PORT HARCOURT, Nigeria–Royal Dutch Shell PLC’s (RDSB.LN) Nigerian joint-venture will shut down the 150,000-barrel-a-day Nembe Creek oil pipeline temporarily in April to clear illegal oil tappings, a local manager said Friday.
The shutdown, which illustrates the deepening impact of oil theft on the Nigerian industry, is Shell’s response to increasing numbers of illegal connections designed to steal oil from the pipeline, said Jurgen Janzen, a pipelines asset manager at Shell Petroleum Development Co. in a briefing with reporters in the Nigerian oil city of Port Harcourt.
“In the coming April, we will shut down the entire Nembe Creek Trunk Line to remove tapping points,” for an estimated nine days, he said. The pipeline, located in the Eastern part of the Niger Delta, normally transports 150,000 barrels of crude oil owned by SPDC., but a spokesman said it is also used by third-parties.
SPDC is a joint venture between Shell, the Nigerian National Petroleum Corp., France’s Total SA (TOT) and Italy’s Eni SpA (E).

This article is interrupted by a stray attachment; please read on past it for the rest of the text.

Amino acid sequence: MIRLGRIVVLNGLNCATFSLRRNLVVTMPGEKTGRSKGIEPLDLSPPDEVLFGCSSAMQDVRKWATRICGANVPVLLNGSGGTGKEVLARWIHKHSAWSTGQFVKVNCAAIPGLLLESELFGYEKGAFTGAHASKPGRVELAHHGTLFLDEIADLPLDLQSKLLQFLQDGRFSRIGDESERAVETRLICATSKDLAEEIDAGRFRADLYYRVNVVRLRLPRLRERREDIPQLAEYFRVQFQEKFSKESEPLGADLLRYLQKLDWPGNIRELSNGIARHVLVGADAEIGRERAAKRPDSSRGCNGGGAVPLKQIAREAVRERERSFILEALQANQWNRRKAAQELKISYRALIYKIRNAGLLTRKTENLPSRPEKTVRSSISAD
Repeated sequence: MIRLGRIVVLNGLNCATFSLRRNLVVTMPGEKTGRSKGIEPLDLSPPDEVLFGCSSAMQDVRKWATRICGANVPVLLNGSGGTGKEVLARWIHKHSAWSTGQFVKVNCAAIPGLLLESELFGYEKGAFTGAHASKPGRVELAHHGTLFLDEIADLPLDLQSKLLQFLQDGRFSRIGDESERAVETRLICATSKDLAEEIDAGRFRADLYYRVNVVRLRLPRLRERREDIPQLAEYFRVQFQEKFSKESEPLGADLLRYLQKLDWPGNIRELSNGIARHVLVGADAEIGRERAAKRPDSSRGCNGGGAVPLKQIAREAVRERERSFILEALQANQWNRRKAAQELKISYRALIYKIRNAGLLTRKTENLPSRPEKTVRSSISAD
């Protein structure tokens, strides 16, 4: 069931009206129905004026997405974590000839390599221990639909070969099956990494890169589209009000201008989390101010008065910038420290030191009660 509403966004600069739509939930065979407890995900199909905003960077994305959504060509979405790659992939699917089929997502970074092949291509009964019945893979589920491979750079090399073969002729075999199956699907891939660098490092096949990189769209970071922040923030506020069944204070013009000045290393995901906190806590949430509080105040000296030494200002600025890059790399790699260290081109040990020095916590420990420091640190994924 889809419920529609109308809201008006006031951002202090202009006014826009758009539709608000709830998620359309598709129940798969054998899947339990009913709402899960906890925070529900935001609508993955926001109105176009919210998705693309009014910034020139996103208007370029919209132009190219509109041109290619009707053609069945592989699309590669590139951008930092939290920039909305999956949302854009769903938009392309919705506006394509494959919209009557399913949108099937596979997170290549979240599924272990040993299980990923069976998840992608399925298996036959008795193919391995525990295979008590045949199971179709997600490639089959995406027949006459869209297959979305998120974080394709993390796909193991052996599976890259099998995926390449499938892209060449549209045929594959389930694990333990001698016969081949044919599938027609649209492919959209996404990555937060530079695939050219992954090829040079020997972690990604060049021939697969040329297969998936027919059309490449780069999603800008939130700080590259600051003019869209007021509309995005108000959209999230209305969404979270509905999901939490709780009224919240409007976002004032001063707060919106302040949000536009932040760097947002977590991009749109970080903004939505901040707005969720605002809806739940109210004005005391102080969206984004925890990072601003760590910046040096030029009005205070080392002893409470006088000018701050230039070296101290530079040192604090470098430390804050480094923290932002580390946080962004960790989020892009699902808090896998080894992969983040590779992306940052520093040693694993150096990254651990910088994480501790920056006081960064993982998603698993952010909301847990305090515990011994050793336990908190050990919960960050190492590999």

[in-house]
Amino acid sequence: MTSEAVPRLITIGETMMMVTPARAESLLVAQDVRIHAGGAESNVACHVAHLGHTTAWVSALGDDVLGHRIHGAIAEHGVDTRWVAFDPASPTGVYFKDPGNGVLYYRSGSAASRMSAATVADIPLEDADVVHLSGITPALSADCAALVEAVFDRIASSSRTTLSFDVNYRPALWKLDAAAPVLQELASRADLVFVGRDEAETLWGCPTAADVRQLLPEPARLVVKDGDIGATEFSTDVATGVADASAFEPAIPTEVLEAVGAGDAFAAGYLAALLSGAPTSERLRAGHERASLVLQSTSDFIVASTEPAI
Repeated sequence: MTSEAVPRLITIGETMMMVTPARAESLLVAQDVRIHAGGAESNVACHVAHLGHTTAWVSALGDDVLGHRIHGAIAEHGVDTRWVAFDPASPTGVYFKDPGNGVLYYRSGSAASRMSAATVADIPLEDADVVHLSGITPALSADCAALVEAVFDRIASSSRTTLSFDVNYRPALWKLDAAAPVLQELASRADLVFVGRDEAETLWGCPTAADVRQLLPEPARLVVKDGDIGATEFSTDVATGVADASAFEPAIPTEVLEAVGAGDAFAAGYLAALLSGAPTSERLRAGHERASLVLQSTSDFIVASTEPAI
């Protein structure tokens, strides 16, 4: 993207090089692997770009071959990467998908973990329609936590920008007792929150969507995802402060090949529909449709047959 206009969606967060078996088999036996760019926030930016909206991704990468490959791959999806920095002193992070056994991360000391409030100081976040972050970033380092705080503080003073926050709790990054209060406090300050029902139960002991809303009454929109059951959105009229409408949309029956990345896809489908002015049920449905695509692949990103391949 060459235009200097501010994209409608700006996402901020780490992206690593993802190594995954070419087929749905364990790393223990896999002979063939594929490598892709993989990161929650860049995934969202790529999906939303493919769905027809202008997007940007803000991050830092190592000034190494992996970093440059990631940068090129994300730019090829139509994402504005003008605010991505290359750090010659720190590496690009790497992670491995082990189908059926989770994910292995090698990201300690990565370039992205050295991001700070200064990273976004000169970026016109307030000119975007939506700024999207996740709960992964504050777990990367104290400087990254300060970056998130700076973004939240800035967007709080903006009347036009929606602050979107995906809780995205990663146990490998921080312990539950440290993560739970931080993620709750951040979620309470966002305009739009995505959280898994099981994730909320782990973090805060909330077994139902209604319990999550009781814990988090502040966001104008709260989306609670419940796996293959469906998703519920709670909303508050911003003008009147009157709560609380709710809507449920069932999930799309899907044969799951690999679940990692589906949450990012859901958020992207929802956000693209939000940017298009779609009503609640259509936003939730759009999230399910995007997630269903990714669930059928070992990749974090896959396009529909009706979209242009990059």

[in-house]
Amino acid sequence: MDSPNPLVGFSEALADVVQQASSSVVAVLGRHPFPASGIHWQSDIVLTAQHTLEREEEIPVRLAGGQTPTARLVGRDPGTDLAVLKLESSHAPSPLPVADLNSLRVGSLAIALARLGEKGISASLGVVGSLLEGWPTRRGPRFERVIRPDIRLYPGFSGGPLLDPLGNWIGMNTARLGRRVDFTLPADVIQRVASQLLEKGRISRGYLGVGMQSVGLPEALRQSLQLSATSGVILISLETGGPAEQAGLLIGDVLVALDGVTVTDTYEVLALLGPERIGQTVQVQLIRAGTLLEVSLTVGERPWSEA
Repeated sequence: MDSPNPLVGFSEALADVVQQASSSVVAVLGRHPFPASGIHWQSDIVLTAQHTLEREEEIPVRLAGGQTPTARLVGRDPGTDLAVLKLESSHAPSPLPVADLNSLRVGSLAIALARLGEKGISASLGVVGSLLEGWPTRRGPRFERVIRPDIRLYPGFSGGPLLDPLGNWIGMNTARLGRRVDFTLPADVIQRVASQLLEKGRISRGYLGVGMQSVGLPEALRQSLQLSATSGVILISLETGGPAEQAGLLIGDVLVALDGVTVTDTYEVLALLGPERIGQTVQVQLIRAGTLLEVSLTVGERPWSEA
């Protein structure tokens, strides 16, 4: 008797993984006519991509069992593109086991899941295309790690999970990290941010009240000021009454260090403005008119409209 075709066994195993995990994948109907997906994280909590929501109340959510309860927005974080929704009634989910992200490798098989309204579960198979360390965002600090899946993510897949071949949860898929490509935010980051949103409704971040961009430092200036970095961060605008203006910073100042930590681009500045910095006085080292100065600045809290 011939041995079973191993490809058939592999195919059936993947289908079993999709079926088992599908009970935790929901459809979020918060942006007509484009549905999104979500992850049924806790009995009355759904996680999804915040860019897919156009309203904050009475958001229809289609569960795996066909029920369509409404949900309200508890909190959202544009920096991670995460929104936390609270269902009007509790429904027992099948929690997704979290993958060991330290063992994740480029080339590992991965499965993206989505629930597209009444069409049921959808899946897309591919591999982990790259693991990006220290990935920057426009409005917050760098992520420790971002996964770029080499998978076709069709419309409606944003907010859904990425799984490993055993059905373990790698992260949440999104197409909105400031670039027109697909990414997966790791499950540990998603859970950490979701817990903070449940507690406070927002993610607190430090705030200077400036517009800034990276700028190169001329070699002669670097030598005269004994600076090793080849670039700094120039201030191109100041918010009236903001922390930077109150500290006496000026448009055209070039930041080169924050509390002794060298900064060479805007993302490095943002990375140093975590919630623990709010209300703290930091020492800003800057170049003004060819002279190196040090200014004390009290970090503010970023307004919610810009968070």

Mr. Janzen said the Shell joint-venture is now losing 60,000 barrels a day to oil theft, an increase from 50,000 barrels a day previously. “Since the beginning of this year, it’s going up again. There are at least 90 [illegal tappings] still in the system now that we are aware of.”
The increased illegal trade has triggered fears of a new environmental disaster in the Delta. During a flyover of part of the Nembe pipeline provided by Shell for reporters Friday, a large cluster of illegal refineries processing stolen oil could be seen. Neighboring soil and waterways were dark from the oil residue produced by the makeshift facilities.
Mr Janzen said the illegal refineries are so inefficient that 70% of their oil is wasted and ends up contaminating the environment.